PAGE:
Particle Pheno Seminar

This is our weekly seminar on particle physics at the intersection of theory and experiment. It takes place during term time on Tuesdays from 13:30 - 14:30 in the Hilbertruimte, HG 02.802.
We discuss topics related to our research in a relaxed setting, with lots of time for discussion. If you would like to give a talk, please contact me:

2023-2024: Semester 1 - KW1

26 september 2023: Dirren van Vlijmen (RU)
Learning the phases of the CPMSSM
3 october 2023: Anh Vu Phan (RU)
Direct probes of the axion coupling to tops
10 october 2023: TBA
17 october 2023: no seminar (dies natalis)
24 october 2023: TBA
31 october 2023: Lydia Brenner (Nikhef)

2022-2023: Semester 2 - KW4

18 april 2023: Andrii Usachov (Nikhef)
Searching for Long-Lived particles in a heavy flavour experiment

The unique design of the LHCb detector, with its flexible trigger and precision vertex tracker, offers the possibility to search for long-lived particles with low masses and short lifetimes, in complementarity with other general-purpose detectors at the LHC. In this talk, I will discuss the searches that have been performed at LHCb and their future prospects. Although searches for low-mass LLPs decaying hadronically are particularly challenging, they can benefit from the upgrade of the LHCb’s online trigger. I will also discuss suggested phenomenological models for these searches, as well as the opportunities available during the LHC Run 3.

25 april 2023: Anh Vu Phan and Bart Steeman (RU)
Dark Photons on the Radio
2 may 2023: no seminar - mai vakantie
9 may 2023: Marrit Schutten (RU & RUG)
Low-energy observables and fine-tuning in the MSSM
16 may 2023: no seminar - Nikhef jamboree
23 may 2023: Marion Missio (RU)
Measurement of H-> bb in the VH production channel with the ATLAS detector
30 may 2023: no seminar - DRSTP school
06 june 2023: no seminar
27 june 2023: special seminar: Bas Slotema (RU)

2022-2023: Semester 2 - KW3

24 january 2023: Keri Vos (Maastricht)
B mesons as a Telescope for New Physics

B meson decays are important players in the search for physics beyond the Standard Model (SM) of particle physics. Linked to the antimatter-matter asymmetry in the universe, a key interest in this is also improving the understanding of the mechanism of CP violation within the SM. The large amount of data gathered by the B factories and LHCb allows testing the SM with an unprecedented precision, probing scales much higher than the reach of direct searches at the LHC. In this sense, B mesons serve as a Telescope in the search for new interactions and particles. To do so, requires precise and reliable theoretical predictions. In this talk, I will present some of the challenges and new ideas to push the theoretical precision up. Specifically, I will focus on the determination of the CKM element Vcb, Vub and how to handle non-leptonic decays.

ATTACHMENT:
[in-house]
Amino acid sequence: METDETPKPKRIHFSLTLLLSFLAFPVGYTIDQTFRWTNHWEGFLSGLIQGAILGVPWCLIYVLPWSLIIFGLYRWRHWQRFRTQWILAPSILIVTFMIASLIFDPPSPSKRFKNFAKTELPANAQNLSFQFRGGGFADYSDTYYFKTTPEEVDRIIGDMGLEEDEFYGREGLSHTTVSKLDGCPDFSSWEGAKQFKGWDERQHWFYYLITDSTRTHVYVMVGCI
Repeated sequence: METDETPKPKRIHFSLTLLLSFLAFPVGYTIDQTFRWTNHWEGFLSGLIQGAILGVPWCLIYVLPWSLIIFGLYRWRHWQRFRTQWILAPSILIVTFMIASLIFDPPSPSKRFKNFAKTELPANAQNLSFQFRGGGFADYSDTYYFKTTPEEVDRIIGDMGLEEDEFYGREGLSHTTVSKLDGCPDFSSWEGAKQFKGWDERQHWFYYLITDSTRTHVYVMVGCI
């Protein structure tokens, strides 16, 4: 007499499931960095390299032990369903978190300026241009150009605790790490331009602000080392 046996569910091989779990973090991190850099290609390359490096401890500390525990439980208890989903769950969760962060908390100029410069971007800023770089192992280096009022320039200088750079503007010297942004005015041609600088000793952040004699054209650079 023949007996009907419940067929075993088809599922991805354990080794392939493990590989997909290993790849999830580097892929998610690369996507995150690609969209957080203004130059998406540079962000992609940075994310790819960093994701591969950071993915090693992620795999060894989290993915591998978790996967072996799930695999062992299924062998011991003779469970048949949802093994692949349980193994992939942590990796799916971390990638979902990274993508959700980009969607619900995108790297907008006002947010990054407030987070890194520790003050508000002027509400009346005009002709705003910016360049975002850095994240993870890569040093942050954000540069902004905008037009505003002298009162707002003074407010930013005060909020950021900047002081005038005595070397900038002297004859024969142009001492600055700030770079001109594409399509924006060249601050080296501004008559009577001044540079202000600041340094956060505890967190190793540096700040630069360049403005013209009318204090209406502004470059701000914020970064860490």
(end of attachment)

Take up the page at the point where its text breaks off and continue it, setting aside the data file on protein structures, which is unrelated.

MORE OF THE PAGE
31 january 2023: Jordy de Vries (UvA, Nikhef)
Sterile neutrinos, neutrinoless double beta decay, and effective field theory
7 february 2023: Luca Franco (RU)
Measurements of the Higgs boson properties in the diphoton decay channel with the ATLAS experiment

Since the discovery of the Higgs boson in 2012 at CERN, particle physicists have studied its properties with higher and higher precision. If any significant deviation from the Standard Model predictions is present in the experimental data, it would be an important hint of new physics. To perform these studies, we use the Higgs decay into two photons, which, despite the very low branching ratio, represents one of the cleanest channels experimentally. In this talk, I will present the most recent measurements - and their interpretation - of the Higgs production cross sections in the diphoton decay channel using proton-proton collisions recorded by the ATLAS detector at the LHC.

14 february 2023: Jorinde van de Vis (Utrecht)
Gravitational waves from first order phase transitions: Using LISA to probe particle physics

In many extensions of the Standard Model, the electroweak phase transition is first order. Such a phase transition proceeds via the formation and collision of bubbles. The bubble collisions can source a stochastic gravitational wave background signal, with characteristic frequency right in the sensitivity band of LISA. We can thus use data from gravitational wave experiments to probe physics beyond the standard model. In this talk, I will focus on the contribution to the gravitational wave signal from sound waves that get formed in the interactions between the plasma and the bubble walls. I will discuss the parameters that describe the phase transition, and argue that the speed of sound plays a significant role. To quantify the importance of this effect, I will discuss the use of effective field theories for an accurate description of the phase transition parameters. I will then present the results of a recent accurate computation of the sound speed in a representative model.

21 february 2023: no seminar - carnaval
28 february 2023: no seminar
7 march 2023: Inge van Rens (RU)
Ptolemy: detecting relic neutrinos on tritium

In PTOLEMY, we aim to develop a detector for the Cosmic Neutrino Background. This is done measuring the endpoint of the electron energy spectrum of tritium decay in great detail. Current experiments are reaching the limits of energy resolution for measurements with molecular tritium, and to improve the resolution even further we want to work with atomic tritium, which we will attach to a graphene base. Currently we are testing hydrogenation of graphene samples to gain understanding of this process before using tritium. In this talk I will introduce the PTOLEMY experiment and show the contribution of our group at Radboud.

14 march 2023: Kristian Gonzalez Barman
Can Large Language Models increase scientific understanding in physics?